As a company, we were all in. In November and December, we donated more than 260 laptops to the program in partnership with Revivn, and we expect to donate thousands more in the coming year to the City of San  José as well as to programs in other cities including San Diego, CA and Kirkland, WA, where we have offices. It’s a win, win. We get to contribute to our broader sustainability efforts while playing a small part in addressing the needs of our local communities, and the City of San  José moves closer to their goal of a 1:1 student device ratio. 

 “This is a great example of how industry and government come together here in Silicon Valley to solve real world problems,” said Jordan Sun, Chief Innovation Officer, City of San  José. “We are very excited to have ServiceNow as our newest partner in digital inclusion. In April 2020, San José  schools started with a 67,000 device need. As of this month, the city and county delivered over 54,000 devices into the hands of students. The finish line is now in sight for a 1:1 device-student parity with 13,000 devices remaining in need for enabling adequate distanced learning.” 

Powering Donations with Workflows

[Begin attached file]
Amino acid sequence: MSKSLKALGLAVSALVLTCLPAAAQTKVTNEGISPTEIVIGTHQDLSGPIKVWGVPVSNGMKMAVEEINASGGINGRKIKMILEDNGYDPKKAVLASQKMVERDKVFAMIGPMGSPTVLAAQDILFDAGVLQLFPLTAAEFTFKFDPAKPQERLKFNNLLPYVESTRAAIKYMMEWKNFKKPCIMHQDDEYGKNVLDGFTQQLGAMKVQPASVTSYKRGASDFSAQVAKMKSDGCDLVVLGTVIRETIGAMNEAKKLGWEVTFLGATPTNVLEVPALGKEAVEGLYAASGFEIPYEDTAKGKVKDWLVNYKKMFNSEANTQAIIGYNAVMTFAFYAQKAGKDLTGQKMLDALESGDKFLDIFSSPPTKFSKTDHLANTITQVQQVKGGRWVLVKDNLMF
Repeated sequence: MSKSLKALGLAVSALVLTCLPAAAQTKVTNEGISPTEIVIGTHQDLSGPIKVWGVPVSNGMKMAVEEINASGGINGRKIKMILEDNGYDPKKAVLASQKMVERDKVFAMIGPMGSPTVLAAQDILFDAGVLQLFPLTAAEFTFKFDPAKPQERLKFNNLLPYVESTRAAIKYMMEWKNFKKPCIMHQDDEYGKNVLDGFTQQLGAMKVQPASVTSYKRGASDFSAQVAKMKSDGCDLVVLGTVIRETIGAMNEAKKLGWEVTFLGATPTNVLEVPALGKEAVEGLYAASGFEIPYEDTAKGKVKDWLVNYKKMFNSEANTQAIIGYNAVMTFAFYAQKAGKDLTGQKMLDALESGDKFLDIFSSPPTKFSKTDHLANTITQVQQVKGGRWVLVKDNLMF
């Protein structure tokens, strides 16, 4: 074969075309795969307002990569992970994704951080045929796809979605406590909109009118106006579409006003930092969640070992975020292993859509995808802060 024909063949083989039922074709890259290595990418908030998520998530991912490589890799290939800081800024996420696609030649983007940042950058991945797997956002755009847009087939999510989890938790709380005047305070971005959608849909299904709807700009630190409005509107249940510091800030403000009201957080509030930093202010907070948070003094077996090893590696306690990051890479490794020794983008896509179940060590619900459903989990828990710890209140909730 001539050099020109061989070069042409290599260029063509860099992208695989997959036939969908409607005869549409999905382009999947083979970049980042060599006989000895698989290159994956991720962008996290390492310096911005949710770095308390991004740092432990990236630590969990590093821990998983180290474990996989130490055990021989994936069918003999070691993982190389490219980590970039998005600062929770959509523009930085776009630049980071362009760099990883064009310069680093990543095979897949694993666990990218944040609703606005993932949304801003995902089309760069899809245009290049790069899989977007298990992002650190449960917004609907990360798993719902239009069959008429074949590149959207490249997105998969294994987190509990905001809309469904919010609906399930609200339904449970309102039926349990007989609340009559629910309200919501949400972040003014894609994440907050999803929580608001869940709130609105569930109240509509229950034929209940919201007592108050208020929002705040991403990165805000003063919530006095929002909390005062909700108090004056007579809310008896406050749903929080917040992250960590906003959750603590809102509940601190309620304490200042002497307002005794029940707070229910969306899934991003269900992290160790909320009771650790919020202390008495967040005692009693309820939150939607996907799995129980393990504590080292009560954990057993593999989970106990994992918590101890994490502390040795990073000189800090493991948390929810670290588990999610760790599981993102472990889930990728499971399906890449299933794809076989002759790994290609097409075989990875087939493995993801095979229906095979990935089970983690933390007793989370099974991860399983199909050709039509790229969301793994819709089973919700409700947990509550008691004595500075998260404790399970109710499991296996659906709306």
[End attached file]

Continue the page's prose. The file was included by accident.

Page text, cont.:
In addition to our devices, it was important that we contribute our skills and knowledge. We turned the donation cycle into a workflow using our own software. For the laptop donations that ServiceNow contributed this year, we used our  IT Asset Management (ITAM) product to search our local inventory and, based on our 3-year depreciation cycle, identify laptops to be retired and donated. From there, the entire workflow to return, replace, and prepare the device for donation was automated.   

 “ServiceNow workflows have been essential in quickly and efficiently identifying laptops to be donated to the Digital Divide Drive,” said Poonam Kripalani, Senior Manager, ITAM Governance at ServiceNow. “Using our ITAM solution, we can enlist the power of AI to automatically mark laptops that fit our donation criteria and, with just a few clicks, address a pressing need in our local communities by giving devices a second life and moving them into the hands of students as quickly as possible.” 

 Using our own technology to run our business every day is gratifying. But seeing our technology join forces with our Global Impact goals to make a direct impact in our local communities is especially rewarding. As the pandemic continues to upset the status quo and further expose inequalities in our world, I can only imagine the difference we could all make in our local communities if we collectively took part in these initiatives. Together we can turbocharge our impact as we enter 2021. 

 We are proud to support the important work being done by the City of San  José, SVLG, EY, and CETF to get technology in the hands of students who need it most. That’s a smarter way to workflow. 

Kathy Mulvany is head of global impact at ServiceNow. 

© 2020 ServiceNow, Inc. All rights reserved. ServiceNow, the ServiceNow logo, Now, and other ServiceNow marks are trademarks and/or registered trademarks of ServiceNow, Inc. in the United States and/or other countries. Other company names, product names, and logos may be trademarks of the respective companies with which they are associated.